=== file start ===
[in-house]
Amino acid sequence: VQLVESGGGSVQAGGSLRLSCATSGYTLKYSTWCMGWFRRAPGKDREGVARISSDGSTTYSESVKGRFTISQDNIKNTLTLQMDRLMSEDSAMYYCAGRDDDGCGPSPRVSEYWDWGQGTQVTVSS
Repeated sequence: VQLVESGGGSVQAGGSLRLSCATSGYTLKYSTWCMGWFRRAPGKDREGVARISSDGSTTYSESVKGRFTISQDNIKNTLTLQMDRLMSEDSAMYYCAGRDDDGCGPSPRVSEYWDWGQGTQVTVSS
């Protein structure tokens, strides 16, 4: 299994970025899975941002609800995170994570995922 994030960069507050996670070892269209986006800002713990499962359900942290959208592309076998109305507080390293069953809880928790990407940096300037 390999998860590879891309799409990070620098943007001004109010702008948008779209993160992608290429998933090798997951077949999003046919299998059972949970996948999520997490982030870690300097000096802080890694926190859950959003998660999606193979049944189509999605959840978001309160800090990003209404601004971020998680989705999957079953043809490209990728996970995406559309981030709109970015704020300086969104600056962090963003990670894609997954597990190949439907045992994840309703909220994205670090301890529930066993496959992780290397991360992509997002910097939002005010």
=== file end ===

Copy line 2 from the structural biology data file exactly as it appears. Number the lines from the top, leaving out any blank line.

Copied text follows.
Amino acid sequence: VQLVESGGGSVQAGGSLRLSCATSGYTLKYSTWCMGWFRRAPGKDREGVARISSDGSTTYSESVKGRFTISQDNIKNTLTLQMDRLMSEDSAMYYCAGRDDDGCGPSPRVSEYWDWGQGTQVTVSS